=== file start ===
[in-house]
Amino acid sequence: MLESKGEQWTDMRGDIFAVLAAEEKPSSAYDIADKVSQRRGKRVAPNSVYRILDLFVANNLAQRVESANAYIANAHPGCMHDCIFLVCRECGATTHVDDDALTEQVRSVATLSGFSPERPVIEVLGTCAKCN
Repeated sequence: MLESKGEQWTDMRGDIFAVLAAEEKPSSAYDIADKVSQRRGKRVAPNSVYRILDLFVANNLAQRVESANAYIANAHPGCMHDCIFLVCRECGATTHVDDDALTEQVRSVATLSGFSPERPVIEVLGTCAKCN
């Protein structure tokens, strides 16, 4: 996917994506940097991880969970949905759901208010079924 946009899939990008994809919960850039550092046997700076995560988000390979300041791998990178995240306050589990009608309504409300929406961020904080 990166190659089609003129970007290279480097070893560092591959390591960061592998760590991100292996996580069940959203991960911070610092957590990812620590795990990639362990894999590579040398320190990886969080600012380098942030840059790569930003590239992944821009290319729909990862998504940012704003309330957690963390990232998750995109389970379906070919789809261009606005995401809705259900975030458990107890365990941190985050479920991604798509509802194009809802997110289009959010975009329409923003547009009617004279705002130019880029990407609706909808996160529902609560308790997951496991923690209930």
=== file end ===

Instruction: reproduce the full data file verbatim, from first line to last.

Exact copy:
[in-house]
Amino acid sequence: MLESKGEQWTDMRGDIFAVLAAEEKPSSAYDIADKVSQRRGKRVAPNSVYRILDLFVANNLAQRVESANAYIANAHPGCMHDCIFLVCRECGATTHVDDDALTEQVRSVATLSGFSPERPVIEVLGTCAKCN
Repeated sequence: MLESKGEQWTDMRGDIFAVLAAEEKPSSAYDIADKVSQRRGKRVAPNSVYRILDLFVANNLAQRVESANAYIANAHPGCMHDCIFLVCRECGATTHVDDDALTEQVRSVATLSGFSPERPVIEVLGTCAKCN
């Protein structure tokens, strides 16, 4: 996917994506940097991880969970949905759901208010079924 946009899939990008994809919960850039550092046997700076995560988000390979300041791998990178995240306050589990009608309504409300929406961020904080 990166190659089609003129970007290279480097070893560092591959390591960061592998760590991100292996996580069940959203991960911070610092957590990812620590795990990639362990894999590579040398320190990886969080600012380098942030840059790569930003590239992944821009290319729909990862998504940012704003309330957690963390990232998750995109389970379906070919789809261009606005995401809705259900975030458990107890365990941190985050479920991604798509509802194009809802997110289009959010975009329409923003547009009617004279705002130019880029990407609706909808996160529902609560308790997951496991923690209930």